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CED Digest Vol. 3 No. 26  •  6/27/1998


Date: Mon, 22 Jun 1998 20:26:14 -0700
From: Neil Wagner 
To: *CED Digest <>
Subject: Videodisc History Part 28

>From the February 1984 issue of Popular Science -

A new RCA interactive videodisc player offers much more
than just movies.  It plays games, lets you select scenes
from its repertoire, and even functions as a teacher.  
(Yes, it also gives you a test.)  And an unusual future
probably awaits it.

by William J. Hawkins

   I took a deep breath and put down my money.  A moment
later, I heard the announcer say, "They're off," and the
race track in front of me filled with the pounding hooves
of thoroughbred horses.  Number Six had won the last time,
and my bankroll for the day said that he'd do it again.
But a few minutes later, I was thinking how well Number
Six would do as a bottle of glue.
   Time to go home?  No, time to turn off the TV and call
it a night.  Fortunately for my bank account, I was using
RCA's first interactive videodisc, "A Week at the Races,"
and its new SelectaVision 400 interactive-videodisc player.
The disc is merely a "high-tech" game you play.  But as I
found out, the idea of interactive-disc playing can involve
far more than just games and home entertainment.
   RCA's disc player is similar to past models:  Pop in a 
videodisc, and you see its contents--from movies to concerts
--on the screen in color.  If the unit is connected to your
hi-fi, you hear the sound in stereo.  But this new interac-
tive model allows you to choose particular sections for
viewing and to specify the order in which they will be shown.
Those scenes and the order in which you see them can be dif-
ferent each time you use the disc.
   You make your selections by pressing buttons on an infra-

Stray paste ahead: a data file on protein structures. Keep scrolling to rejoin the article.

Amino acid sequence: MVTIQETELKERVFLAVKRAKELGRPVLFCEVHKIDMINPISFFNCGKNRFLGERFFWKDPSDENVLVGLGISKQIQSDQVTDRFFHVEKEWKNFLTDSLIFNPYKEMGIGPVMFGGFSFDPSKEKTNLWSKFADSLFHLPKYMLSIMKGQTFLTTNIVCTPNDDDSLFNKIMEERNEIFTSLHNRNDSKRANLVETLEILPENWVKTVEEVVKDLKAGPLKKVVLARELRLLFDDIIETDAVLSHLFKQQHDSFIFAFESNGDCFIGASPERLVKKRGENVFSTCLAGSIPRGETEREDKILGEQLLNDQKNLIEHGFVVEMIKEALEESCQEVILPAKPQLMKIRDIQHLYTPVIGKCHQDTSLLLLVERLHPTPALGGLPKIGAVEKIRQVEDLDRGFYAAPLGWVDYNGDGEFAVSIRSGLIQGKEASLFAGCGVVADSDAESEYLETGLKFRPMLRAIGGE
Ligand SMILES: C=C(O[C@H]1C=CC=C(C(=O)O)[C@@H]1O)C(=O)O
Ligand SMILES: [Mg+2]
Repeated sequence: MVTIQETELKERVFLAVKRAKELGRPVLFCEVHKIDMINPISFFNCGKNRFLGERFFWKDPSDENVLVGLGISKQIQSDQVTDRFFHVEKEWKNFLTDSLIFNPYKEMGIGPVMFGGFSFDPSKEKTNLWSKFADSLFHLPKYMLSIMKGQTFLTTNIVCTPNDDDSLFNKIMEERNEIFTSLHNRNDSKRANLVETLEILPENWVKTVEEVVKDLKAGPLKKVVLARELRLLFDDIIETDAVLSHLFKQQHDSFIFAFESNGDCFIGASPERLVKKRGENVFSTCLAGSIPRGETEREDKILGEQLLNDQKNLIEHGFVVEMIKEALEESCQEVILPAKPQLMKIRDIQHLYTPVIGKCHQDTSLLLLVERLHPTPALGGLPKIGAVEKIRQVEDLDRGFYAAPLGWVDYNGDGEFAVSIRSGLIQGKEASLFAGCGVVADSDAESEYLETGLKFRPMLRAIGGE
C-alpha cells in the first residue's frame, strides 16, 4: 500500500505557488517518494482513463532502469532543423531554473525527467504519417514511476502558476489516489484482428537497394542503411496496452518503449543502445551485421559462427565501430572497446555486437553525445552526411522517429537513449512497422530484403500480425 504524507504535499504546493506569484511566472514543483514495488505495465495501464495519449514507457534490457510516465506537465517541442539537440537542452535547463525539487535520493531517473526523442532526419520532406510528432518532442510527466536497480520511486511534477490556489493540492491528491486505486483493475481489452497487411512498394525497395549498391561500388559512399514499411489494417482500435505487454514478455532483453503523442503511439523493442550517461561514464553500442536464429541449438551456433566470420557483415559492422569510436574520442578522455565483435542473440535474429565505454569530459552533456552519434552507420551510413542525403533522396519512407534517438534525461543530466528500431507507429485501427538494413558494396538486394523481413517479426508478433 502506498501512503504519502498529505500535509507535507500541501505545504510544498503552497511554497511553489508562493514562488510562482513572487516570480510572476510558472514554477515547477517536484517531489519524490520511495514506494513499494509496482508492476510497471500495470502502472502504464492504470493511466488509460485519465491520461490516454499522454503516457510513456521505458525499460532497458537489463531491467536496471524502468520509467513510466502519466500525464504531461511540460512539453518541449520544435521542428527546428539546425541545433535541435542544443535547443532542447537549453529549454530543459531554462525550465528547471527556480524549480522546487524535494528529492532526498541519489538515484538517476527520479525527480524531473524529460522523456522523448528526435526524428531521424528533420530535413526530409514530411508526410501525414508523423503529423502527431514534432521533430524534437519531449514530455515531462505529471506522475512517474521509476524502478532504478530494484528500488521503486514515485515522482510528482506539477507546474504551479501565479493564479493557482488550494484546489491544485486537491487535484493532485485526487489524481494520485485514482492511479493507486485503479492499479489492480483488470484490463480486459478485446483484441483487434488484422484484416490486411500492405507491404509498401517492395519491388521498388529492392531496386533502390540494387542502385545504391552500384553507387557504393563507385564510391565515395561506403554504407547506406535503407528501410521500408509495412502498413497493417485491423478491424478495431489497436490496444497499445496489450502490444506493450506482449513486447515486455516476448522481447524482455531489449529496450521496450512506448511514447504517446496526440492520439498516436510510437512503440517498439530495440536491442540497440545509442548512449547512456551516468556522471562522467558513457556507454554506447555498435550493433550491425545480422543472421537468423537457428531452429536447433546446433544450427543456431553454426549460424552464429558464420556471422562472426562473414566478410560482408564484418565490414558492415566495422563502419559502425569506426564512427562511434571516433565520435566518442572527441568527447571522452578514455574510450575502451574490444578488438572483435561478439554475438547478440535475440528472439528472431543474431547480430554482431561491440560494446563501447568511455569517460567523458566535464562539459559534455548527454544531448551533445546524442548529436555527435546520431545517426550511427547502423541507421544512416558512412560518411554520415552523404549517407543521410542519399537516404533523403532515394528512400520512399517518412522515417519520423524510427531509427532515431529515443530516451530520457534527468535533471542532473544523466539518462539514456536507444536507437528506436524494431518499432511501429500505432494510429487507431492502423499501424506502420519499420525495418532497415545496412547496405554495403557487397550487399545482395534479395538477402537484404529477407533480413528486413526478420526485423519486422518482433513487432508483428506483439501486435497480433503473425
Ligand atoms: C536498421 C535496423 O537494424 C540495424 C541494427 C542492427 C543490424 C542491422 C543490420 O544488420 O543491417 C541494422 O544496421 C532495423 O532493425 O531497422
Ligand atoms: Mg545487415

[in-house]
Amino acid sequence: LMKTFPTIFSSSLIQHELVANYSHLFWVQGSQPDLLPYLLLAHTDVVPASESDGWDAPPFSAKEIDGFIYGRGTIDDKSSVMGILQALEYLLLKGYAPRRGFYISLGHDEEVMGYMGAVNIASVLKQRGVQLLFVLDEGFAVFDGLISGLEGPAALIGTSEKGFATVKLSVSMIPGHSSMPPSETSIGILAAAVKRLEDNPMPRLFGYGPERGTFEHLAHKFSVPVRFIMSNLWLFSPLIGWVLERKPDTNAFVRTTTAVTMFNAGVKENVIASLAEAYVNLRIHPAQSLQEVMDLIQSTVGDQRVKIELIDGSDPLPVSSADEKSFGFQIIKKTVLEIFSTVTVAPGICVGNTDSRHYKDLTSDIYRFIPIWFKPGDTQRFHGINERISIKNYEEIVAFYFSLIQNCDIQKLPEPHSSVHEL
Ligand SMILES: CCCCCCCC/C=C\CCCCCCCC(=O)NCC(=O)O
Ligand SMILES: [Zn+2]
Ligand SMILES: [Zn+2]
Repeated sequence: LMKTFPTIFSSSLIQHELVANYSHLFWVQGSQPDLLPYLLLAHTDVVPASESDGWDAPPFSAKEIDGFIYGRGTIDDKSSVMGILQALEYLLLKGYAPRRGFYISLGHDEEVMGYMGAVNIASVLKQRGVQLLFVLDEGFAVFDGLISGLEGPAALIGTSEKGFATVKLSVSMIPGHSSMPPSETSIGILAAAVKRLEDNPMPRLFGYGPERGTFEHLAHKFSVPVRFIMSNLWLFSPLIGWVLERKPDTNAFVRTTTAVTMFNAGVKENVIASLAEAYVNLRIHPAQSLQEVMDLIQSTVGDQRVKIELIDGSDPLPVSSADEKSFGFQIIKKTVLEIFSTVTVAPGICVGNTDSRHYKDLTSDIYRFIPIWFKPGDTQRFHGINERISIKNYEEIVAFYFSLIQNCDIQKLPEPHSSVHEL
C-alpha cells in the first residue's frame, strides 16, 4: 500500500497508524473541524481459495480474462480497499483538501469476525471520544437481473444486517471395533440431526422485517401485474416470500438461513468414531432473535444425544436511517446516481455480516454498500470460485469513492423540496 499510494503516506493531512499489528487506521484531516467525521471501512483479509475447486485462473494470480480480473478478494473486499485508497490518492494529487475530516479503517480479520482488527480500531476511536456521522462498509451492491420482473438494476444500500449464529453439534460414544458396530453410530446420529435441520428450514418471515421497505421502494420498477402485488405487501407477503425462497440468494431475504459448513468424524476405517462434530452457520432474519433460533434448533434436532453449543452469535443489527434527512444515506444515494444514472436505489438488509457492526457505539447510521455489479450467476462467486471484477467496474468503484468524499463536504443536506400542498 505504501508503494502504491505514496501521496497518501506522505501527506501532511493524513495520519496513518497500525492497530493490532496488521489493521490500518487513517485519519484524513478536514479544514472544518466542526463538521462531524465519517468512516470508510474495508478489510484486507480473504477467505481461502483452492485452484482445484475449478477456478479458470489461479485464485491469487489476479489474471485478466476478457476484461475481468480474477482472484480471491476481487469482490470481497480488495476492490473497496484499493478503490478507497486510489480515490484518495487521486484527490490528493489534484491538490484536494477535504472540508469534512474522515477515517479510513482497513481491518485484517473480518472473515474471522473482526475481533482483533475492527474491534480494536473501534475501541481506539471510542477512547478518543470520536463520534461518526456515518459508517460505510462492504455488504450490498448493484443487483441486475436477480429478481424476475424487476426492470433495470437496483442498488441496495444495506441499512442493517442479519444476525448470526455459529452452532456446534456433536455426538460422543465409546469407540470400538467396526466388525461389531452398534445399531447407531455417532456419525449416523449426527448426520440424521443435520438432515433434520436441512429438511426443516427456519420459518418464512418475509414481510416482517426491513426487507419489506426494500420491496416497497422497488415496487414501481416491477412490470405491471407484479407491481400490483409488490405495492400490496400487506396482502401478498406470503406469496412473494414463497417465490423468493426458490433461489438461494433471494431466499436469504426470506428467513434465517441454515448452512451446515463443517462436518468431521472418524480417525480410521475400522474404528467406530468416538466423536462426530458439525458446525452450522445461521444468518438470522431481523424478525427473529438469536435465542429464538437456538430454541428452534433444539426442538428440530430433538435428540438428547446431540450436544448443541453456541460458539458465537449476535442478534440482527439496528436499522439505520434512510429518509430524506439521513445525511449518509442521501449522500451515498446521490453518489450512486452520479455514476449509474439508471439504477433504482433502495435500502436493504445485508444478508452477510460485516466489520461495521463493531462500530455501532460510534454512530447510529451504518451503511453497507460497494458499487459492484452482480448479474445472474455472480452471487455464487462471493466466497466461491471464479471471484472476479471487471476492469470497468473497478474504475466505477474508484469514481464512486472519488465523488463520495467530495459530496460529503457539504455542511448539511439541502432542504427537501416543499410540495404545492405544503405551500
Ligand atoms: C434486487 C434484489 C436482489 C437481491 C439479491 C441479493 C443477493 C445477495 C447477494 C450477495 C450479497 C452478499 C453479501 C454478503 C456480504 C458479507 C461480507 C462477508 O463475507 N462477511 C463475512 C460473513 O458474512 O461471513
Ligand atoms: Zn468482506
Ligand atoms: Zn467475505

red remote control.  The numbers you choose represent specific
"bands" encoded on the disc.  In its simplest form, each band
number may represent a particular song on a concert disc:
Choose band number three on a Luciano Pavarotti disc, for
instance, and in moments he's ready to sing "Recondita
armonia."  For other discs, the technology provides a whole
new way of displaying information.
   For example, another disc I tried was CBS's "A Walk through
the Universe."  I began at band 33, which automatically froze
a frame displaying the menu of major topics.  I was curious
about the origin of the universe, so I tapped "20" into the
remote control.  The main menu disappeared, and within a few
seconds I was told that there are two theories--big-bang and
steady-state--and that I could learn about either one by selec-
ting the appropriate band from another menu that now appeared
on the screen.
   I chose one, and soon I was watching a presentation of
animated concepts, drawings, and interviews with leading
scientists.  Was I learning anything?  The disc now began to
ask me questions about what I'd seen; it gave me a test.  You
answer questions by tapping in band numbers that move you to
other areas of the disc.  There, you're told whether you're
right or wrong, and why.
   Finally, the disc showed another display of suggested band
numbers to enter for an automatic sequence of presentations.
I could, for instance, have created a debate between the big-
bang and steady-state theorists, or have plotted my own per-
sonal course through specific planets of the universe.  That
ability to show individualized, one-on-one material could
make future videodiscs the most powerful "video teachers"
since the personal computer.

[This article will be continued in the next issue of CED Digest.]

Neil -


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